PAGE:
5. Feb, 2018

Microplastic particles in soil

This blog is the second of two on the problem of plastics in teabags and microplastic particles in the soil resulting from composting.

In the past the main concern when composting teabags was based on the fact that uncomposted teabags spread on the garden, which had passed through the composting process are unsightly but now the main problem relates to the presence of microplastic resulting from degradation of plastic in the teabags and other plastic-coated items in the soil and in drainage water.

A recent study* has shown that earthworms can be play a significant role in transporting microplastics in soils by means of their casts, burrows, etc with the smaller particles being carried to a deeper depth which may increase the risk of the microplastic entering groundwater. As composting an area tends to attract worms should be borne in mind when choosing teabags and the subsequent treatment after use.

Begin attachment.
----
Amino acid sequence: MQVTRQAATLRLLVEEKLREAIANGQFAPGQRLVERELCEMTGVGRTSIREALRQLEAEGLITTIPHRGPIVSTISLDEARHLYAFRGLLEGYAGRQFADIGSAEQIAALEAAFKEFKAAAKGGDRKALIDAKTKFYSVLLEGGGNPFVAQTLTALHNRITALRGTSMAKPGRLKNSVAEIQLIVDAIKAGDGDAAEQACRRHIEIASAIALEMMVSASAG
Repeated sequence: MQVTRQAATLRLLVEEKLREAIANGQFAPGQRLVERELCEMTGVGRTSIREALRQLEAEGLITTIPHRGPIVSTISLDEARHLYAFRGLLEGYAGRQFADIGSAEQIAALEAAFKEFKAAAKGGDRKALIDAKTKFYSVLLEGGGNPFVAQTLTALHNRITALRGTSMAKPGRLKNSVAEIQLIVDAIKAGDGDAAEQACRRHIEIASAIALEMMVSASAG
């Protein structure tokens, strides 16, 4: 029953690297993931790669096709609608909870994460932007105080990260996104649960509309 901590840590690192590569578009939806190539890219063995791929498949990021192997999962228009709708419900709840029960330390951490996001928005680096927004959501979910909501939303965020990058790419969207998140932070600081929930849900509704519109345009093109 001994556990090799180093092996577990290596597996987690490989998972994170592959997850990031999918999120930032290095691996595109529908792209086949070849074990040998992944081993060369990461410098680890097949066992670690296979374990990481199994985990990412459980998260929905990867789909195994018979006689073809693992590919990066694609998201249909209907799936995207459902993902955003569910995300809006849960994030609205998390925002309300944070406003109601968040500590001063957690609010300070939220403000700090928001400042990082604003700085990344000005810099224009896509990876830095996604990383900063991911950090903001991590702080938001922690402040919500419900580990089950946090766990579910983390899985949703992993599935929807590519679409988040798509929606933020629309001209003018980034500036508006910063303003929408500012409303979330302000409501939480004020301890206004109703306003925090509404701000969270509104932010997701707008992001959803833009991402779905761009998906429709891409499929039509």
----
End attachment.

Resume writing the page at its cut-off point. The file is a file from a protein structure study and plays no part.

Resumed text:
Other research* has shown that polyethylene microplastics in plant litter deposited on the soil surface resulted in reduced worm growth and higher mortality. Would the same results be seen if a mulch of compost contaminated with plastic microparticles from a significant “plastic” teabags was used.

But it is not just teabags there are other plastic-coated items that might find their way into the compost bin or council waste stream that can produce microparticles. Check the label, do not confuse home compostable products with those compostable at an industrial site.  Compostable products such as those containing PLA (poly-lactic acid) do not contain petroleum-based plastics and will decompose to form healthy compost.

*“Microplastic transport in soil by earthworms” by Matthias C. RilligLisa Ziersch & Stefan Hempel Scientific Reports volume 7, Article number 1362(2017)  

 ** Earthworms on a microplastics diet Julia Fahrenkamp-Uppenbrink     Environ. Sci. Technol.10.1021/acs.est.5b05478 (2016).http://science.sciencemag.org/content/351/6277/1039.1/tab-article-info


The Environmental Hazards Inherent in the Composting of Plastic-Coated Paper Products WILL BRINTON1 , CYNDRA DIETZ2 , ALYCIA BOUYOUNAN2 , DAN MATSCH2  http://www.ecocycle.org/files/pdfs/microplastics_in_compost_white_paper.pdf